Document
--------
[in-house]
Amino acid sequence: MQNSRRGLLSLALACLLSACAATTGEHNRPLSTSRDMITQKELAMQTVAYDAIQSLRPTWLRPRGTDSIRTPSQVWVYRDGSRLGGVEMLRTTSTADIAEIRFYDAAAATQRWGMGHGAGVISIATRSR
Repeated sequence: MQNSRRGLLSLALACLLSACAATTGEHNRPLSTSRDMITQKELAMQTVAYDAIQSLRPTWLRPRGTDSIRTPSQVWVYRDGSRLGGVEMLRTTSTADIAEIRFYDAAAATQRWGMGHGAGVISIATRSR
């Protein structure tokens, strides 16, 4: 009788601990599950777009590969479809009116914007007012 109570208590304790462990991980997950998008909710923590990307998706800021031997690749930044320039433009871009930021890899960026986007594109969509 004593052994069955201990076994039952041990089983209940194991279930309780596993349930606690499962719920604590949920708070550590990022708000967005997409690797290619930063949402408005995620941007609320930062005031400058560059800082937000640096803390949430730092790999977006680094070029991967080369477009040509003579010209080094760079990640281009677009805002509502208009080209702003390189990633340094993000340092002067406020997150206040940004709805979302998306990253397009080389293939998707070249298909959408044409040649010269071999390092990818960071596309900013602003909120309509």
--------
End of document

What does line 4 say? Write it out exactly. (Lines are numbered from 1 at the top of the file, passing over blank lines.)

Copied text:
């Protein structure tokens, strides 16, 4: 009788601990599950777009590969479809009116914007007012 109570208590304790462990991980997950998008909710923590990307998706800021031997690749930044320039433009871009930021890899960026986007594109969509 004593052994069955201990076994039952041990089983209940194991279930309780596993349930606690499962719920604590949920708070550590990022708000967005997409690797290619930063949402408005995620941007609320930062005031400058560059800082937000640096803390949430730092790999977006680094070029991967080369477009040509003579010209080094760079990640281009677009805002509502208009080209702003390189990633340094993000340092002067406020997150206040940004709805979302998306990253397009080389293939998707070249298909959408044409040649010269071999390092990818960071596309900013602003909120309509």